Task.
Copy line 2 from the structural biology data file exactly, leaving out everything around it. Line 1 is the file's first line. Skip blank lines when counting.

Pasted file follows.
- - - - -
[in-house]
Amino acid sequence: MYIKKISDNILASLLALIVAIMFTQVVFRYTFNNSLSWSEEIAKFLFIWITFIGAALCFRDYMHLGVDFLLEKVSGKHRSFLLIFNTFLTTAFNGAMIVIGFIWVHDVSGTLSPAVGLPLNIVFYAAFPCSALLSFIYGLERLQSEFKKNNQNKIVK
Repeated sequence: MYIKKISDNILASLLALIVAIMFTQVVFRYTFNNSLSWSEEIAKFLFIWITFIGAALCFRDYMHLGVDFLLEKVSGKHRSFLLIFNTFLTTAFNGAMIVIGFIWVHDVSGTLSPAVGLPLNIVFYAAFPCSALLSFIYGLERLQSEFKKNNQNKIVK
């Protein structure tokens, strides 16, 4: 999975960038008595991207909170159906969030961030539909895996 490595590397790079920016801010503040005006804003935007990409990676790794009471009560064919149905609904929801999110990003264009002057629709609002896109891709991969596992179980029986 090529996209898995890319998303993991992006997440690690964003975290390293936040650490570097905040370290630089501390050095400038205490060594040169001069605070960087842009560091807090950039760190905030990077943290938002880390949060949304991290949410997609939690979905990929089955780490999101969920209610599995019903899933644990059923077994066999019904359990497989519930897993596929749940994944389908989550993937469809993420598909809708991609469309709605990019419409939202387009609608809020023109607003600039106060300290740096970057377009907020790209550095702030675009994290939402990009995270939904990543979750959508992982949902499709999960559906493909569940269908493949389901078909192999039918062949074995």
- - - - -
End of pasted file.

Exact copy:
Amino acid sequence: MYIKKISDNILASLLALIVAIMFTQVVFRYTFNNSLSWSEEIAKFLFIWITFIGAALCFRDYMHLGVDFLLEKVSGKHRSFLLIFNTFLTTAFNGAMIVIGFIWVHDVSGTLSPAVGLPLNIVFYAAFPCSALLSFIYGLERLQSEFKKNNQNKIVK